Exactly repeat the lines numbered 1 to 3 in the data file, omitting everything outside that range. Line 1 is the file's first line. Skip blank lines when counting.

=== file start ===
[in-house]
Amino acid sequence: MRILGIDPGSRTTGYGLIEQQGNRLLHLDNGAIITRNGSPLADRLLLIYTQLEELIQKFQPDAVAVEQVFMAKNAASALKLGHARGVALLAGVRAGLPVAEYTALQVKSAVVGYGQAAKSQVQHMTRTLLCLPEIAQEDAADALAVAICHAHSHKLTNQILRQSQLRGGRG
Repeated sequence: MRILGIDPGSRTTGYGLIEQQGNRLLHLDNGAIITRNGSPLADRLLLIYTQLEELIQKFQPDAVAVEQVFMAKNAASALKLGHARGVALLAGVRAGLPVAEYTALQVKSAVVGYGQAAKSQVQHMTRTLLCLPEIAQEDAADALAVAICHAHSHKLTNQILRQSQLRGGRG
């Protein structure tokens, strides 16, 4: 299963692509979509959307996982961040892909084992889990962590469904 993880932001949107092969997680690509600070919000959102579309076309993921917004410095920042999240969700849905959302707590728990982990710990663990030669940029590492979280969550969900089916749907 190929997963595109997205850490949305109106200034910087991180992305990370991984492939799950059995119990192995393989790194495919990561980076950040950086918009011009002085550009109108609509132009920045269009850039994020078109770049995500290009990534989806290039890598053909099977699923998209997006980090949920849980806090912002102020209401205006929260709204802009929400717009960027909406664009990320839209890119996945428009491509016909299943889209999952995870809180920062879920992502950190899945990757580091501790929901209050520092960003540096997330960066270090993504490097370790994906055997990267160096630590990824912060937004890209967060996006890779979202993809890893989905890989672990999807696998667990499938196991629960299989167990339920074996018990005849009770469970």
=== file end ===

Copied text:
[in-house]
Amino acid sequence: MRILGIDPGSRTTGYGLIEQQGNRLLHLDNGAIITRNGSPLADRLLLIYTQLEELIQKFQPDAVAVEQVFMAKNAASALKLGHARGVALLAGVRAGLPVAEYTALQVKSAVVGYGQAAKSQVQHMTRTLLCLPEIAQEDAADALAVAICHAHSHKLTNQILRQSQLRGGRG
Repeated sequence: MRILGIDPGSRTTGYGLIEQQGNRLLHLDNGAIITRNGSPLADRLLLIYTQLEELIQKFQPDAVAVEQVFMAKNAASALKLGHARGVALLAGVRAGLPVAEYTALQVKSAVVGYGQAAKSQVQHMTRTLLCLPEIAQEDAADALAVAICHAHSHKLTNQILRQSQLRGGRG